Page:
Black holes

The gravitational waves detected by LIGO (Image courtesy LIGO)

In Washington, D.C. a press conference was held to announce that the LIGO experiment found the gravitational waves predicted by Albert Einstein’s theory of general relativity. Two blacks holes about 1.3 billion light years from Earth merged as a result of a collision emitting those waves.

LIGO (Laser Interferometer Gravitational-Wave Observatory) is an instrument designed specifically to detect gravitational waves. It was created in a collaboration between Caltech (California Institute of Technology) and MIT (Massachusetts Institute of Technology) with funding from the American NFS (National Science Foundation).

The galaxy NGC 4845 photographed by the Hubble Space Telescope (Image ESA/Hubble & NASA and S. Smartt (Queen's University Belfast))

The Hubble Space Telescope took a photograph of the galaxy NGC 4845. At its core, it contains a supermassive black hole, a fact now considered normal but that can be detected only indirectly, through the gravitational effects on stars near to the galactic core. During the observations, it swhoed a remarkable appetite as in 2013 it swallowed in a short time a mass several times that of the planet Jupiter.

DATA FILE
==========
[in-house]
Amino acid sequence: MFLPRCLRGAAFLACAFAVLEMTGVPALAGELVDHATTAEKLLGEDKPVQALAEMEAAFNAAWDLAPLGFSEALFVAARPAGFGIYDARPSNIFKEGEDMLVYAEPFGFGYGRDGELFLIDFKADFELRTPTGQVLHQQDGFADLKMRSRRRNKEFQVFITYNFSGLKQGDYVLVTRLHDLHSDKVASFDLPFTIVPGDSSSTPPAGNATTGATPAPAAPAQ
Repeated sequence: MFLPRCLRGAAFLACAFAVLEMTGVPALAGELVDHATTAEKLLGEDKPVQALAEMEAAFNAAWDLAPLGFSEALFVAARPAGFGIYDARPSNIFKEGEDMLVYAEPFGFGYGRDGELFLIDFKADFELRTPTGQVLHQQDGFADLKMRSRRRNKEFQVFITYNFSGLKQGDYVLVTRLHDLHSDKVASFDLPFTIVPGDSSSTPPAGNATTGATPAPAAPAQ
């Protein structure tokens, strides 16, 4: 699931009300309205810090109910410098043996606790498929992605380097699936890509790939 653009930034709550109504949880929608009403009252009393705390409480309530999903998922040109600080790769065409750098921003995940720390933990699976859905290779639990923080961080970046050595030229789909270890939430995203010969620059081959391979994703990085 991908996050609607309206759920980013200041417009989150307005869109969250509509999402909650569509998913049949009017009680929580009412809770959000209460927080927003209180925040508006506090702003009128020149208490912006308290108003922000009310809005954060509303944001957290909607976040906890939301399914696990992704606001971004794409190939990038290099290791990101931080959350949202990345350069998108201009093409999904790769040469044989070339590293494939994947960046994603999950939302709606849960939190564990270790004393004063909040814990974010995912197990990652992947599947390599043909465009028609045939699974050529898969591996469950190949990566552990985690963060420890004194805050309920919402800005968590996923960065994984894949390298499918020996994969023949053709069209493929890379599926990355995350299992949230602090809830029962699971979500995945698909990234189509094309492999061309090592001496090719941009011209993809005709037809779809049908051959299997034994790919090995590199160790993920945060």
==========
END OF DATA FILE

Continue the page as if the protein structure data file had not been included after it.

The quasar Q2237+0305 nicknamed Einstein Cross photographed by the Hubble Space Telescope (Image NASA, ESA, and STScI)

An article published in “The Astrophysical Journal Letters” describes a research on the quasar Q2237+0305 nicknamed Einstein Cross or Einstein’s Cross. Through the technique of gravitational microlensing a team of Spanish astrophysicists carried out the most accurate measures of the innermost region belonging to the disc of materials spinning around the supermassive black hole that feeds this quasar.

Galaxy NGC 1068 seen by the Hubble Space Telescope. In the circle there's an artist concept of the doughnut of gas and dust surrounding the supermassive black hole at its center (ImageNASA/JPL-Caltech)

An article published in the journal “Monthly Notices of the Royal Astronomical Society letters” describes a research on the supermassive black hole at the center of the galaxy NGC 1068. An international team of astronomers led by Andrea Marinucci of the Roma Tre University in Italy used ESA’s XMM-Newton and NASA’s NuSTAR space telescopes to study the giant doughnut-shaped structure around the supermassive black hole.

Artistic illustration of the event ASASSN-14li with the accretion disk around the black hole and part of the materials from the shredded star forming a tail (Image Spectrum: NASA/CXC/U.Michigan/J.Miller et al.; Illustration: NASA/CXC/M.Weiss)

An article published in the journal “Science” describes the observations of a supermassive black hole with a mass a few millions times that of the Sun that destroyed a star with the consequent formation of a jet of matter moving at speeds close to that of light. This event, called ASASSN-14li, had already been described a few weeks ago in another study whose results were published in the journal “Nature”.